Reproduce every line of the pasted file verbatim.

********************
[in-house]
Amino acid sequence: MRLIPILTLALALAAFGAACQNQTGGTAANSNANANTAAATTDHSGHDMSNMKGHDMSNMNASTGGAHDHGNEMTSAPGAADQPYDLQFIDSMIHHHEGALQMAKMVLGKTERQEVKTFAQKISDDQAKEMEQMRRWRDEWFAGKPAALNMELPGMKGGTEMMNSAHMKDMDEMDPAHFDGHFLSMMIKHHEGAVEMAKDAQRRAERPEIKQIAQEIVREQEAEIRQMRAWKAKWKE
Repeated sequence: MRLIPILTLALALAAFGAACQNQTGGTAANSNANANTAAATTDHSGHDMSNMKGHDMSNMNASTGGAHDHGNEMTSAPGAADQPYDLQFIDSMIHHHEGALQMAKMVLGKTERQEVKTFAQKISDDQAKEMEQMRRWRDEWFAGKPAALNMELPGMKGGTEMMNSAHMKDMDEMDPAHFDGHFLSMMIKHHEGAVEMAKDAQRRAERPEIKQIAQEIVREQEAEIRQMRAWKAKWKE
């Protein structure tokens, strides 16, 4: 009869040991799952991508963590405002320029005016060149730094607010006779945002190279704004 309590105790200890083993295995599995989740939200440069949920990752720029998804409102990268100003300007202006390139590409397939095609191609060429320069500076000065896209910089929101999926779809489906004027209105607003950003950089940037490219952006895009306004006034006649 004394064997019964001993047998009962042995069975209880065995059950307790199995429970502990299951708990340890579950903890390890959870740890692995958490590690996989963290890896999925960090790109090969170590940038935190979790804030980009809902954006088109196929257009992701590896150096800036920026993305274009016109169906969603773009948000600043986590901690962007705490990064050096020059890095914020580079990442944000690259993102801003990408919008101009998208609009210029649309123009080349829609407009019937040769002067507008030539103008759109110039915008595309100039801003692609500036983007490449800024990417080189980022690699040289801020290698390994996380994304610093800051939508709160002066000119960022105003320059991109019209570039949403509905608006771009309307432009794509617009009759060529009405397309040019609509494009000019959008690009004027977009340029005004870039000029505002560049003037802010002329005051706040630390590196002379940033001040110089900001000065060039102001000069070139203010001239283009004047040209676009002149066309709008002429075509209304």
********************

[in-house]
Amino acid sequence: MRLIPILTLALALAAFGAACQNQTGGTAANSNANANTAAATTDHSGHDMSNMKGHDMSNMNASTGGAHDHGNEMTSAPGAADQPYDLQFIDSMIHHHEGALQMAKMVLGKTERQEVKTFAQKISDDQAKEMEQMRRWRDEWFAGKPAALNMELPGMKGGTEMMNSAHMKDMDEMDPAHFDGHFLSMMIKHHEGAVEMAKDAQRRAERPEIKQIAQEIVREQEAEIRQMRAWKAKWKE
Repeated sequence: MRLIPILTLALALAAFGAACQNQTGGTAANSNANANTAAATTDHSGHDMSNMKGHDMSNMNASTGGAHDHGNEMTSAPGAADQPYDLQFIDSMIHHHEGALQMAKMVLGKTERQEVKTFAQKISDDQAKEMEQMRRWRDEWFAGKPAALNMELPGMKGGTEMMNSAHMKDMDEMDPAHFDGHFLSMMIKHHEGAVEMAKDAQRRAERPEIKQIAQEIVREQEAEIRQMRAWKAKWKE
């Protein structure tokens, strides 16, 4: 009869040991799952991508963590405002320029005016060149730094607010006779945002190279704004 309590105790200890083993295995599995989740939200440069949920990752720029998804409102990268100003300007202006390139590409397939095609191609060429320069500076000065896209910089929101999926779809489906004027209105607003950003950089940037490219952006895009306004006034006649 004394064997019964001993047998009962042995069975209880065995059950307790199995429970502990299951708990340890579950903890390890959870740890692995958490590690996989963290890896999925960090790109090969170590940038935190979790804030980009809902954006088109196929257009992701590896150096800036920026993305274009016109169906969603773009948000600043986590901690962007705490990064050096020059890095914020580079990442944000690259993102801003990408919008101009998208609009210029649309123009080349829609407009019937040769002067507008030539103008759109110039915008595309100039801003692609500036983007490449800024990417080189980022690699040289801020290698390994996380994304610093800051939508709160002066000119960022105003320059991109019209570039949403509905608006771009309307432009794509617009009759060529009405397309040019609509494009000019959008690009004027977009340029005004870039000029505002560049003037802010002329005051706040630390590196002379940033001040110089900001000065060039102001000069070139203010001239283009004047040209676009002149066309709008002429075509209304």